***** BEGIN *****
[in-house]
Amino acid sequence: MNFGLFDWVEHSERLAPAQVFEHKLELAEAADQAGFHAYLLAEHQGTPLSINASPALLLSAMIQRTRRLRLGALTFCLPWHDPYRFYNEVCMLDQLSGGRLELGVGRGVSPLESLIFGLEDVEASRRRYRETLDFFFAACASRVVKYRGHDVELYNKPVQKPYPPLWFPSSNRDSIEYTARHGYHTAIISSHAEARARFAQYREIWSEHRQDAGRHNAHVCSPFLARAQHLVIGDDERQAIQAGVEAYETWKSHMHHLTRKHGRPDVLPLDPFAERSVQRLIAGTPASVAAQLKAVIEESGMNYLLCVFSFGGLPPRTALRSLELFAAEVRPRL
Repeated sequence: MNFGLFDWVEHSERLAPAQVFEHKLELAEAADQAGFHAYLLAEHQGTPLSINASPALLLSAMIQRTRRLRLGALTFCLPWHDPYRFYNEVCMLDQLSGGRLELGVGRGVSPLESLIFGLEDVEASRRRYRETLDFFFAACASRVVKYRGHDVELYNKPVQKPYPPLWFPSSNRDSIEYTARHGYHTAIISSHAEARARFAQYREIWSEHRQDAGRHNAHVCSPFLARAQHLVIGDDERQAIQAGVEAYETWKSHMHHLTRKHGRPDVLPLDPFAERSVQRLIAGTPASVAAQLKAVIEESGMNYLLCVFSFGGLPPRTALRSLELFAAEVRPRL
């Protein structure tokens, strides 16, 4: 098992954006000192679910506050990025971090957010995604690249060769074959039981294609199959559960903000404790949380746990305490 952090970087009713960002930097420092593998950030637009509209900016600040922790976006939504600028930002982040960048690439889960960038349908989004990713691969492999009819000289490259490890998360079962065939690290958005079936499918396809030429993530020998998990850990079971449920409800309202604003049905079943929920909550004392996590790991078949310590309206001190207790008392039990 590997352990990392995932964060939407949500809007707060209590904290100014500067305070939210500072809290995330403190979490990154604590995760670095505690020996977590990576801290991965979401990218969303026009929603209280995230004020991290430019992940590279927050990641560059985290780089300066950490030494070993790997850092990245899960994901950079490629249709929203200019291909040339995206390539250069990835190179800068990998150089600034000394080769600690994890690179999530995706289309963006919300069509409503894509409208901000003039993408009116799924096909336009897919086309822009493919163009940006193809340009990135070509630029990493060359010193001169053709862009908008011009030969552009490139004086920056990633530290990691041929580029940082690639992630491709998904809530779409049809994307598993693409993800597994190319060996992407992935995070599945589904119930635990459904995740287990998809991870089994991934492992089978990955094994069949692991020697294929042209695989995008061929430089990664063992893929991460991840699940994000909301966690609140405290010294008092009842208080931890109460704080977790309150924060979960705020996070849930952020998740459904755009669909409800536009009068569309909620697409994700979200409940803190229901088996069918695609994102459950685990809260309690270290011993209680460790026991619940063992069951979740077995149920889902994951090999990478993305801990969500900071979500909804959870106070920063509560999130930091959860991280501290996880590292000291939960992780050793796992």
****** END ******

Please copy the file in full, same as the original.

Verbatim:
[in-house]
Amino acid sequence: MNFGLFDWVEHSERLAPAQVFEHKLELAEAADQAGFHAYLLAEHQGTPLSINASPALLLSAMIQRTRRLRLGALTFCLPWHDPYRFYNEVCMLDQLSGGRLELGVGRGVSPLESLIFGLEDVEASRRRYRETLDFFFAACASRVVKYRGHDVELYNKPVQKPYPPLWFPSSNRDSIEYTARHGYHTAIISSHAEARARFAQYREIWSEHRQDAGRHNAHVCSPFLARAQHLVIGDDERQAIQAGVEAYETWKSHMHHLTRKHGRPDVLPLDPFAERSVQRLIAGTPASVAAQLKAVIEESGMNYLLCVFSFGGLPPRTALRSLELFAAEVRPRL
Repeated sequence: MNFGLFDWVEHSERLAPAQVFEHKLELAEAADQAGFHAYLLAEHQGTPLSINASPALLLSAMIQRTRRLRLGALTFCLPWHDPYRFYNEVCMLDQLSGGRLELGVGRGVSPLESLIFGLEDVEASRRRYRETLDFFFAACASRVVKYRGHDVELYNKPVQKPYPPLWFPSSNRDSIEYTARHGYHTAIISSHAEARARFAQYREIWSEHRQDAGRHNAHVCSPFLARAQHLVIGDDERQAIQAGVEAYETWKSHMHHLTRKHGRPDVLPLDPFAERSVQRLIAGTPASVAAQLKAVIEESGMNYLLCVFSFGGLPPRTALRSLELFAAEVRPRL
């Protein structure tokens, strides 16, 4: 098992954006000192679910506050990025971090957010995604690249060769074959039981294609199959559960903000404790949380746990305490 952090970087009713960002930097420092593998950030637009509209900016600040922790976006939504600028930002982040960048690439889960960038349908989004990713691969492999009819000289490259490890998360079962065939690290958005079936499918396809030429993530020998998990850990079971449920409800309202604003049905079943929920909550004392996590790991078949310590309206001190207790008392039990 590997352990990392995932964060939407949500809007707060209590904290100014500067305070939210500072809290995330403190979490990154604590995760670095505690020996977590990576801290991965979401990218969303026009929603209280995230004020991290430019992940590279927050990641560059985290780089300066950490030494070993790997850092990245899960994901950079490629249709929203200019291909040339995206390539250069990835190179800068990998150089600034000394080769600690994890690179999530995706289309963006919300069509409503894509409208901000003039993408009116799924096909336009897919086309822009493919163009940006193809340009990135070509630029990493060359010193001169053709862009908008011009030969552009490139004086920056990633530290990691041929580029940082690639992630491709998904809530779409049809994307598993693409993800597994190319060996992407992935995070599945589904119930635990459904995740287990998809991870089994991934492992089978990955094994069949692991020697294929042209695989995008061929430089990664063992893929991460991840699940994000909301966690609140405290010294008092009842208080931890109460704080977790309150924060979960705020996070849930952020998740459904755009669909409800536009009068569309909620697409994700979200409940803190229901088996069918695609994102459950685990809260309690270290011993209680460790026991619940063992069951979740077995149920889902994951090999990478993305801990969500900071979500909804959870106070920063509560999130930091959860991280501290996880590292000291939960992780050793796992």